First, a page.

5 Inspiring STEM Books for Girls : Fizzics Education


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5 Inspiring STEM Books for Girls

5 Inspiring STEM Books for Girls

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Life isn’t as easy for girls traversing the STEM path. The Department of Industry, Science, Energy and Resources reports sizable pay gaps between women and men in the same occupations and underrepresentation in STEM areas. For the engineering and IT sectors, only 11% and 20% of the workforce are women, respectively. But you mustn’t let these numbers discourage you. Occupations relating to STEM are forecasted to be on-demand, particularly epidemiologists, medical scientists, biochemists, and many others — all possible opportunities for you to flourish in the future! To cultivate your passion, check out these five inspiring STEM books for girls.

Women in Science: 50 Fearless Pioneers Who Changed the World by Rachel Ignotofsky

The book cover of Women in Science 50 Fearless Pioneers Who Changed the World by Rachel Ignotofsky

Women in Science highlights that women in STEM are powerful! This New York Times bestseller is an illustrated educational book that highlights the contributions of fifty notable women to the fields of STEM, from ancient times up until today’s world. Learn about the story of icons like Ada Lovelace and Jane Goodall, as well as other lesser-known but equally important names in the industry. Plus, the book offers a lot of insight into relevant issues, like why women aren’t treated equally in the workplace.

Hidden Figures Young Readers’ Edition by Margot Lee Shetterly

The book cover of Hidden Figures Young Readers' Edition by Margot Lee Shetterly

Hidden Figures Young Readers’ Edition tells the tale of four African-American women who have helped NASA achieve some of the greatest moments in space history. These women were hailed as “human computers” long before Neil Armstrong even walked on the moon, as they made use of pencils, slide rulers, and basic machines to calculate the numbers needed to launch rockets into space. The story of Dorothy Vaughan, Mary Jackson, Katherine Johnson, and Christine Darden is sure to inspire all young mathematicians out there.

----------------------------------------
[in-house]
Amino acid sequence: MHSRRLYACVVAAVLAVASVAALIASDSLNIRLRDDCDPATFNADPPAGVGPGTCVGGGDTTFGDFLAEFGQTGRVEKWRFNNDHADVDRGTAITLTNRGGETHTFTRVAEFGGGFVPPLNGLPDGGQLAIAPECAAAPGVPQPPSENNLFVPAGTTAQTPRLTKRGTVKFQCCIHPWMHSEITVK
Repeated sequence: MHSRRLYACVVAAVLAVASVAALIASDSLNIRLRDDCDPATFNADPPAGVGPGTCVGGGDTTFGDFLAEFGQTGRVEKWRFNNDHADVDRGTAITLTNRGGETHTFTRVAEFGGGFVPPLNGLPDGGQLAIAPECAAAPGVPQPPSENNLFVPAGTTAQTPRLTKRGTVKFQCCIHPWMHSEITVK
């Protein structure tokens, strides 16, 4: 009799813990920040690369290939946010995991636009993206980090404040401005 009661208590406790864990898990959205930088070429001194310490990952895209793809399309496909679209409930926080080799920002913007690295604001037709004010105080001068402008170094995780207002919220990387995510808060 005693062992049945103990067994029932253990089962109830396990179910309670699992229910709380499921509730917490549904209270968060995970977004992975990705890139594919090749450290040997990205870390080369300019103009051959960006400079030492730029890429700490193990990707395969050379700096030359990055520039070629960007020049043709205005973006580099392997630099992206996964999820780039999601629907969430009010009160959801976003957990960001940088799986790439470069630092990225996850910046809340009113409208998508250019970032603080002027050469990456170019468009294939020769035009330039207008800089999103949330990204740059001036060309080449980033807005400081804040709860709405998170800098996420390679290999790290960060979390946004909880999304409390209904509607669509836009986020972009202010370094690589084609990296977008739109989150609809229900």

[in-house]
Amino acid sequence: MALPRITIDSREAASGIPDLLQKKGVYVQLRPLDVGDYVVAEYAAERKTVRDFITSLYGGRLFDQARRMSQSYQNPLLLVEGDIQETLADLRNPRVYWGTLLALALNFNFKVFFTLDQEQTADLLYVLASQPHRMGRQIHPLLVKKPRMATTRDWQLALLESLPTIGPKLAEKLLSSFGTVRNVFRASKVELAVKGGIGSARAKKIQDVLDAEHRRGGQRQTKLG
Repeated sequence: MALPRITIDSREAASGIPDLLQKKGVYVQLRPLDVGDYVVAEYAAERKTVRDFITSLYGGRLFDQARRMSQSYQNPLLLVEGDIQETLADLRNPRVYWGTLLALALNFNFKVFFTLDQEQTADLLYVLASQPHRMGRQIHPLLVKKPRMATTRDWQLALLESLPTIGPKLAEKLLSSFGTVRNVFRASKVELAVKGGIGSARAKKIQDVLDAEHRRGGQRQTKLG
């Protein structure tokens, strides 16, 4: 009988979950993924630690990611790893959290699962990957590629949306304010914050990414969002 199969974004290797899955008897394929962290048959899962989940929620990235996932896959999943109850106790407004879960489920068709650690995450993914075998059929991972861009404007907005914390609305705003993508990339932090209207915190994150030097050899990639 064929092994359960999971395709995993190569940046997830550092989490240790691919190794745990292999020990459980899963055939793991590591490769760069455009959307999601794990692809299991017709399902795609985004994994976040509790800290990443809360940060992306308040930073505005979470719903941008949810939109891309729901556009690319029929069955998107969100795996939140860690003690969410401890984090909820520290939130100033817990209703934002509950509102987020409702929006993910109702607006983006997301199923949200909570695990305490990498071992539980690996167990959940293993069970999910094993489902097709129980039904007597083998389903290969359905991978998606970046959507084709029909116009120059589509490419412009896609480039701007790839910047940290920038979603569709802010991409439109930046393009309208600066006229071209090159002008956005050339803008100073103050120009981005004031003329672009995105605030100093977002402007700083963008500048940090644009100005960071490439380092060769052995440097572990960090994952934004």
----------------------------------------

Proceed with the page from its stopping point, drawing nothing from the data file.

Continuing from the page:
York: The Shadow Cipher by Laura Ruby

Book cover of York: The Shadow Cipher by Laura Ruby

In this epic alternate history series, three kids try to solve the greatest mystery of the modern world. In 1798, New York City was built by the genius Morningstarr twins. The vision was a magnificent city with towering skyscrapers, winding train lines, all running on technology that has never been seen before. Fifty-seven years later, the mysterious architect siblings disappear, leaving behind a riddle called the Old York Cipher and a hunt laid into the city’s very streets. Problem-solvers are sure to love this dynamic series.

Lab Girl by Hope Jahren

Book cover of Lab Girl by Hope Jahren

In Lab Girl, Hope Jahren chronicles her journey of fulfilling her passion for science and nature. She celebrates the lifelong curiosity, humility, and passion that drives every scientist forward. From her father’s college laboratory and until her eventual career, she invites readers to learn, protect, and love everything about our environment. This book was mentioned by former President Barack Obama as part of his 2019 reading list and has garnered major awards such as the 2016 National Book Critics Circle Award.

A Series of Unfortunate Events by Lemony Snicket

A Series of Unfortunate Events by Lemony Snicket

Lemony Snicket’s A Series of Unfortunate Events is a masterful 20-year-old series that tells the story of the Baudelaire orphans Violet, Klaus, and Sunny. As if all the unluckiness in the world has been cursed upon them, the children are forced to rely on their intelligence, quick wits, and resourcefulness to outwit an array of villains. The books have become well-loved by those mechanically-oriented like Violet, research-focused like Klaus, or those who hope to be as intelligent as both of them.

As the STEM workforce sees rapid growth, women are sure to play an essential part in the future of science. Check out our list of ‘4 Ways to Encourage an Interest in Technology‘ for further learning.

Happy teaching,

Josie Rupert

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